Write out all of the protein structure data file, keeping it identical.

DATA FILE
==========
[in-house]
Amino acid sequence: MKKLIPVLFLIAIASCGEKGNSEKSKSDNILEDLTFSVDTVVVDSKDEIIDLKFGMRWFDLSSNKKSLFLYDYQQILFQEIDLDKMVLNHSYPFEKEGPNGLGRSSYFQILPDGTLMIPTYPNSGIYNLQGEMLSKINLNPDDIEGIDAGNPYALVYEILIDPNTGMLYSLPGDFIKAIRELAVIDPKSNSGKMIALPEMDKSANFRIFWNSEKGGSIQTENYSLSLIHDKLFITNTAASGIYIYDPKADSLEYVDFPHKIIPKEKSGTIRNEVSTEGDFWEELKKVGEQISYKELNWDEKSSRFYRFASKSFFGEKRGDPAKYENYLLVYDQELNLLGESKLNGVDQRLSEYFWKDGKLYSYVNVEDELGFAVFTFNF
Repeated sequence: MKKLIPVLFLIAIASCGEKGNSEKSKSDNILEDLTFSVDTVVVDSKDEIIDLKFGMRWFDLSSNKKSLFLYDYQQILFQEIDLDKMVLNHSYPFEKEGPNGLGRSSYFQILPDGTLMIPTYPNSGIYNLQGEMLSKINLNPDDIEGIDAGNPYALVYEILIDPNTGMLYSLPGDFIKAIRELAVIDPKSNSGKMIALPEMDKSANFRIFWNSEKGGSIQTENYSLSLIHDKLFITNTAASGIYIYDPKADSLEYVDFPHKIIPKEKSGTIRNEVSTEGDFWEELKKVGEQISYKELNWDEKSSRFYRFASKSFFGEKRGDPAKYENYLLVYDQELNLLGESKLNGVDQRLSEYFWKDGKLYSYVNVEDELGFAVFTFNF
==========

[in-house]
Amino acid sequence: MKKLIPVLFLIAIASCGEKGNSEKSKSDNILEDLTFSVDTVVVDSKDEIIDLKFGMRWFDLSSNKKSLFLYDYQQILFQEIDLDKMVLNHSYPFEKEGPNGLGRSSYFQILPDGTLMIPTYPNSGIYNLQGEMLSKINLNPDDIEGIDAGNPYALVYEILIDPNTGMLYSLPGDFIKAIRELAVIDPKSNSGKMIALPEMDKSANFRIFWNSEKGGSIQTENYSLSLIHDKLFITNTAASGIYIYDPKADSLEYVDFPHKIIPKEKSGTIRNEVSTEGDFWEELKKVGEQISYKELNWDEKSSRFYRFASKSFFGEKRGDPAKYENYLLVYDQELNLLGESKLNGVDQRLSEYFWKDGKLYSYVNVEDELGFAVFTFNF
Repeated sequence: MKKLIPVLFLIAIASCGEKGNSEKSKSDNILEDLTFSVDTVVVDSKDEIIDLKFGMRWFDLSSNKKSLFLYDYQQILFQEIDLDKMVLNHSYPFEKEGPNGLGRSSYFQILPDGTLMIPTYPNSGIYNLQGEMLSKINLNPDDIEGIDAGNPYALVYEILIDPNTGMLYSLPGDFIKAIRELAVIDPKSNSGKMIALPEMDKSANFRIFWNSEKGGSIQTENYSLSLIHDKLFITNTAASGIYIYDPKADSLEYVDFPHKIIPKEKSGTIRNEVSTEGDFWEELKKVGEQISYKELNWDEKSSRFYRFASKSFFGEKRGDPAKYENYLLVYDQELNLLGESKLNGVDQRLSEYFWKDGKLYSYVNVEDELGFAVFTFNF